In 1972 five college graduates from Duke University, Vaughn Lamb, Bryan Simmons, Hal Hemme, Bill Jackson and Stig Regli, passed through downtown Yadkinville as part of a cross-country bicycle adventure. That moment might have been lost to history but for the fact a photo was taken of the group and published in The Yadkin Ripple. The paper wasn’t the only documentation of this epic 3000-mile journey from the coast of North Carolina to Oregon, the riders kept detailed journals of their experiences as they biked across America. Readers can soon experience the journey for themselves in a new book titled “The Road Taken: The Remarkable Story of a Transcontinental Bicycle Odyssey” written by cyclists Bryan Simmons, Stig Regli and Bill Jackson.
Simmons and Regli said they had distinct memories of their stop in Yadkinville nearly 50 years ago.
“I remember that well. The editor at the time sent copies to all of our homes so we all had a recording of that day,” Simmons said of the photograph published in The Yadkin Ripple.
Three of the five riders had begun their journey on the coast near Wilmington before their graduation at Duke then all five convened in Yadkinville. The day before had been wet and rainy but with all five together they enjoyed breakfast at Adams Restaurant.
“The day before had been very challenging,” Regli recalled. Simmons said it had been raining, miserable and cold. But a sense of hope bloomed as they had a filling meal and were photographed for the paper.
“It was important because we were just starting and it was such an overwhelming task ahead of us and we got publicity and there’s a picture of all five us together,” Simmons said.
“We had this great breakfast and then being interviewed and having the picture taken by the newspaper, it was kind of a commemoration of something about to happen,” Regli added. “There was a senses of great excitement, and adventuring out into the unknown.”
The group photo of all five cyclists was special, Simmons said, as one participant later left the group and Regli became separated from the group, but continued on the journey.
After his retirement Simmons began to think about writing a book about his 1972 cycling trip. At the time, he wasn’t even sure if Regli had finished the trip as he had become separated from the rest of the riders.
“This story just kept bugging me,” Simmons said. “We kept such detailed dairies and postcards, I thought it was an interesting story. I started writing but I knew a key part of the story was missing and that was what happened to Stig. When I first contacted him I wasn’t even sure he finished. I contacted him about the book and he jumped right in.”
The detailed diaries kept by the riders were used to write the story, which reads very much like journal entries with fascinating details of what they ate, where they slept and people they met along the way.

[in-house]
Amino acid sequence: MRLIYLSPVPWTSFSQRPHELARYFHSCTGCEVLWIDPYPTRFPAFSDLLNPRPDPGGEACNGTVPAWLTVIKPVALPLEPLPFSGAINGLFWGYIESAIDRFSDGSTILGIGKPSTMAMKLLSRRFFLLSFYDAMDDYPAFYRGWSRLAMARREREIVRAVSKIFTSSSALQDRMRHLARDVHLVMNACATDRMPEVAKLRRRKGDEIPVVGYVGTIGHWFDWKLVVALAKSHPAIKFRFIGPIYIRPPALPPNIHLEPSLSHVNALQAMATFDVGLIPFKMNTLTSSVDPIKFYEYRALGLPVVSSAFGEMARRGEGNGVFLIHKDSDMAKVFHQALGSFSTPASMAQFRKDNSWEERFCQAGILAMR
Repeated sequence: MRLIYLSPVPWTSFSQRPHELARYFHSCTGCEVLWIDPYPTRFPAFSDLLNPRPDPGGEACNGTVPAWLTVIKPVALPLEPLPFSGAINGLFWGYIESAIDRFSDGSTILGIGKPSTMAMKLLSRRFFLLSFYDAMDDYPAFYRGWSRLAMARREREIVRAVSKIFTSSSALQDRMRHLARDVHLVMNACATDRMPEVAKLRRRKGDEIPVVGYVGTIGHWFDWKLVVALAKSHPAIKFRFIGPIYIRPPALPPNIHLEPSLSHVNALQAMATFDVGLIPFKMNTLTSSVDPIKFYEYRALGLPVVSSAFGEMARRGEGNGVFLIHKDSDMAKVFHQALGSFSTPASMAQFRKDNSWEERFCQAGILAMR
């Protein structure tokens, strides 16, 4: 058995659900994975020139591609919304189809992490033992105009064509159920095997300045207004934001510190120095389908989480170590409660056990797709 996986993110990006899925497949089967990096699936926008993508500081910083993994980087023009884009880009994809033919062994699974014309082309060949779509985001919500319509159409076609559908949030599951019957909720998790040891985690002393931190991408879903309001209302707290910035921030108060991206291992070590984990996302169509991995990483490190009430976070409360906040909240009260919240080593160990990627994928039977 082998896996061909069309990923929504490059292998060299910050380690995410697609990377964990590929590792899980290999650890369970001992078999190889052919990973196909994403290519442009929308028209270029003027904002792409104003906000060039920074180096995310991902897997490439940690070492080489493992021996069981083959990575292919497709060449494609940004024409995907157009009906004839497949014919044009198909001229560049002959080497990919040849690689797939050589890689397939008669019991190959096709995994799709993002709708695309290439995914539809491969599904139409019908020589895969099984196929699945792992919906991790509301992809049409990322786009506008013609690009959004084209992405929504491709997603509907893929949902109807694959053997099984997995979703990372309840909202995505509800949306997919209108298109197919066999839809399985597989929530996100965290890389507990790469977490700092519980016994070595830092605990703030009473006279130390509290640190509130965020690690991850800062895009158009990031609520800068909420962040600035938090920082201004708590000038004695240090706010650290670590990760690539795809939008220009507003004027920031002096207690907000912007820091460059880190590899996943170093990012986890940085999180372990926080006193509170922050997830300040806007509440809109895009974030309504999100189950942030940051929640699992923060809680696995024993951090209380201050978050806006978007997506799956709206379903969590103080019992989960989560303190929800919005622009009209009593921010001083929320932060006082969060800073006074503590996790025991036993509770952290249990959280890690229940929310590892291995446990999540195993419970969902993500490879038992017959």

The journey was one that made a huge impact on their lives, both Regli and Simmons said.
“It was a huge confidence builder in being able to deal with challenges,” Regli said. He would go on to cycle across South America as well as in Africa, Turkey and India. Regli said, thanks to Simmon’s inspiration to write about their cross-country trip, he now plans to write his own follow up book about his other international travels. The wanderlust was something of a family tradition for Regli as his own mother had traveled Europe on a tandem bicycle with a friend in her youth.
“I think that’s where my sense of adventure had come from,” he said. He added that as an only child it was hard on his mother for him to be so far away on his travels but said she had “a soft spot in her heart for his adventures.”
Simmons said his mother was very supportive of their trans-continental trip though his father expressed doubts that he would be able to complete the journey.
“Part of my reasoning for persisting was my father thought I couldn’t do it and I was damn convinced I could and I did!” Simmons said.
The journey was far from easy though.
“There were times we were miserable,” Simmons reflected. “Mosquitoes, we slept on the hard ground pretty much every night. There were a few times we got a bed when we slept in a jail.”
The cyclists’ motivation to continue despite the flat tires, sometimes miserable weather and having to sleep in unusual and often uncomfortable places is underscored by the richness of humanity they experienced all the way.
“I had faith in humanity in terms of when one is confronted with challenges, there’s a helping hand there,” Regli said.
Simmons said he remembered many conversations with people along the way who were interested in their trip and even some who took them in for a night.
“I learned that rural America was really full of nice people.” Simmons said.
All five cyclists have planned a 50-year reunion in Asheville this October.
“The Road Taken: The Remarkable Story of a Transcontinental Bicycle Odyssey” will be released on Amazon on July 20. To find the book search “The Road Taken Simmons, Regli, Jackson”
Kitsey Burns Harrison may be reached at 336-258-4035 or follow her on Twitter and Instagram @news_shewrote.